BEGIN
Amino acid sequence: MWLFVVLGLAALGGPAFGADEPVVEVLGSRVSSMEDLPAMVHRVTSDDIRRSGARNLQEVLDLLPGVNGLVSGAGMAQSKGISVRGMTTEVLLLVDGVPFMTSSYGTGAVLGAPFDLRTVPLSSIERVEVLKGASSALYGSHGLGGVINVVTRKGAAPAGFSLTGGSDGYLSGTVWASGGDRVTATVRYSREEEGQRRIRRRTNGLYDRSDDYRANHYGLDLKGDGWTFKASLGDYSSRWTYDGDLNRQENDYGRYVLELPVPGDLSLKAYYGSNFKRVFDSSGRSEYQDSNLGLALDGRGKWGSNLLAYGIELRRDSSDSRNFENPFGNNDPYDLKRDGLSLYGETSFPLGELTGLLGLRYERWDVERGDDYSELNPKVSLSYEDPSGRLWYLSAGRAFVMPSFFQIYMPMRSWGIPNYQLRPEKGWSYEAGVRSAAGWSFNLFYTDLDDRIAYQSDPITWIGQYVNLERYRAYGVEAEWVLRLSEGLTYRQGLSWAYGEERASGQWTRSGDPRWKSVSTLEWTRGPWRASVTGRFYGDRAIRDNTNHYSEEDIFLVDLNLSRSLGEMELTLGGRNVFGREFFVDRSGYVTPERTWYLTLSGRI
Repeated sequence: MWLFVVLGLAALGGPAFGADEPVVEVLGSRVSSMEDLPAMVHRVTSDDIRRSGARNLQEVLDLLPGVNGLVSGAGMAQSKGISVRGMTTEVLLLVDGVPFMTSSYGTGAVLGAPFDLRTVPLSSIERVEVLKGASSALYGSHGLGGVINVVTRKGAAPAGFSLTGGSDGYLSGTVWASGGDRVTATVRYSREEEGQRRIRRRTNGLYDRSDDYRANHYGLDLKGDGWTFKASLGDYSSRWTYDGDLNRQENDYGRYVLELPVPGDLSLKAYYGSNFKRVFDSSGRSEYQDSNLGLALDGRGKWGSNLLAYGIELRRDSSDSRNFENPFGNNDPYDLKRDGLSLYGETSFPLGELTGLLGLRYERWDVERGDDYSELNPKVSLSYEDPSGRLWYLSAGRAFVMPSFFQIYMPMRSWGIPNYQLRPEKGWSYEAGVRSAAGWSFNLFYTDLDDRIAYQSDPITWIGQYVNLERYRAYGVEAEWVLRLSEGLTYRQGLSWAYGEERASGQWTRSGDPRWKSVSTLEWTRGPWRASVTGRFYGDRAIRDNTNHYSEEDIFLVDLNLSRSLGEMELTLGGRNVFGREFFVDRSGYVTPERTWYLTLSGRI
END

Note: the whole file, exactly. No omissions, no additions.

Amino acid sequence: MWLFVVLGLAALGGPAFGADEPVVEVLGSRVSSMEDLPAMVHRVTSDDIRRSGARNLQEVLDLLPGVNGLVSGAGMAQSKGISVRGMTTEVLLLVDGVPFMTSSYGTGAVLGAPFDLRTVPLSSIERVEVLKGASSALYGSHGLGGVINVVTRKGAAPAGFSLTGGSDGYLSGTVWASGGDRVTATVRYSREEEGQRRIRRRTNGLYDRSDDYRANHYGLDLKGDGWTFKASLGDYSSRWTYDGDLNRQENDYGRYVLELPVPGDLSLKAYYGSNFKRVFDSSGRSEYQDSNLGLALDGRGKWGSNLLAYGIELRRDSSDSRNFENPFGNNDPYDLKRDGLSLYGETSFPLGELTGLLGLRYERWDVERGDDYSELNPKVSLSYEDPSGRLWYLSAGRAFVMPSFFQIYMPMRSWGIPNYQLRPEKGWSYEAGVRSAAGWSFNLFYTDLDDRIAYQSDPITWIGQYVNLERYRAYGVEAEWVLRLSEGLTYRQGLSWAYGEERASGQWTRSGDPRWKSVSTLEWTRGPWRASVTGRFYGDRAIRDNTNHYSEEDIFLVDLNLSRSLGEMELTLGGRNVFGREFFVDRSGYVTPERTWYLTLSGRI
Repeated sequence: MWLFVVLGLAALGGPAFGADEPVVEVLGSRVSSMEDLPAMVHRVTSDDIRRSGARNLQEVLDLLPGVNGLVSGAGMAQSKGISVRGMTTEVLLLVDGVPFMTSSYGTGAVLGAPFDLRTVPLSSIERVEVLKGASSALYGSHGLGGVINVVTRKGAAPAGFSLTGGSDGYLSGTVWASGGDRVTATVRYSREEEGQRRIRRRTNGLYDRSDDYRANHYGLDLKGDGWTFKASLGDYSSRWTYDGDLNRQENDYGRYVLELPVPGDLSLKAYYGSNFKRVFDSSGRSEYQDSNLGLALDGRGKWGSNLLAYGIELRRDSSDSRNFENPFGNNDPYDLKRDGLSLYGETSFPLGELTGLLGLRYERWDVERGDDYSELNPKVSLSYEDPSGRLWYLSAGRAFVMPSFFQIYMPMRSWGIPNYQLRPEKGWSYEAGVRSAAGWSFNLFYTDLDDRIAYQSDPITWIGQYVNLERYRAYGVEAEWVLRLSEGLTYRQGLSWAYGEERASGQWTRSGDPRWKSVSTLEWTRGPWRASVTGRFYGDRAIRDNTNHYSEEDIFLVDLNLSRSLGEMELTLGGRNVFGREFFVDRSGYVTPERTWYLTLSGRI